Lindsey knew her son Cooper would need special care almost as soon as he was born. A triplet, he had a stroke in-utero, and scans revealed critical areas of his brain hadn’t developed properly. It was clear he would need intensive, long-term treatment. However, as Lindsey soon realized, having a diagnosis doesn’t equate to understanding all that diagnosis can mean.
As a teacher, I’ve worked with countless parents whose children have special needs. Often, I’ve been the first professional to broach the subject, the person who helps parents navigate their fears, concerns and the logistical process. In the end, many parents find they have more questions than answers. What’s next? And, how do I do what’s best for my child?
What follows are best practices drawn from years of teaching and from interviews with parents and experts. They’re not a step-by-step guide but offered in the hope that they might alleviate some worry, generate questions for consideration, and offer reassurance as you navigate the path ahead.
Arm yourself with information.
One of the best things you can do is gather all the information you can. Understanding the manifestations and nuances of a diagnosis will make you a better advocate for your child. The internet is a plethora of information — some useful, some not. Choose your sources carefully and understand that not everything out there will apply to your situation. Do your research, ask questions and connect with experts to determine what your child’s diagnosis means.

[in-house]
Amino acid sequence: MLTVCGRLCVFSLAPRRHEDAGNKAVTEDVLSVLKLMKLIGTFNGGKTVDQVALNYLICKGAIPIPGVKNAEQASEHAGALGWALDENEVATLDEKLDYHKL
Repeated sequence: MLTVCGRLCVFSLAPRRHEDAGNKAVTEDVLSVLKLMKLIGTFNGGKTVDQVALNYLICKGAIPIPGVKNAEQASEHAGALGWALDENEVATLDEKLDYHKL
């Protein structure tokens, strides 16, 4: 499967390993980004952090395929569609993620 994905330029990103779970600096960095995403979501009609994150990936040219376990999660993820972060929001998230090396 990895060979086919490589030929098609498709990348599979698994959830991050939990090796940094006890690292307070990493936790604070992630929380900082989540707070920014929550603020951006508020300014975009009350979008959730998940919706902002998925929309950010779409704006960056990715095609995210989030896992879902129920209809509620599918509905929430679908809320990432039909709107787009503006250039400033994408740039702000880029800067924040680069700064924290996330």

Establish clear lines of communication.
I can’t emphasize how important regular and open communication is between parents and teachers. Being upfront about your child’s diagnosis and needs will help teachers develop effective learning strategies. A good teacher will observe your child from a lens different from that of a parent, and those combined observations are valuable.
Devon, a learning specialist and private tutor, explains, “A classroom is a unique environment. Your child’s behavior might be different when in a room full of peers, outside of a one-on-one setting.” Be receptive to the teacher’s observations and trust that they want what’s best for your child.
At the same time, be proactive about what you’re noticing outside of school. Changes at home can affect your child’s classroom experience. Schedule regular check-ins with the teacher to monitor your child’s progress. This will ensure everyone feels comfortable and is accountable. Find a system that works and stick to it.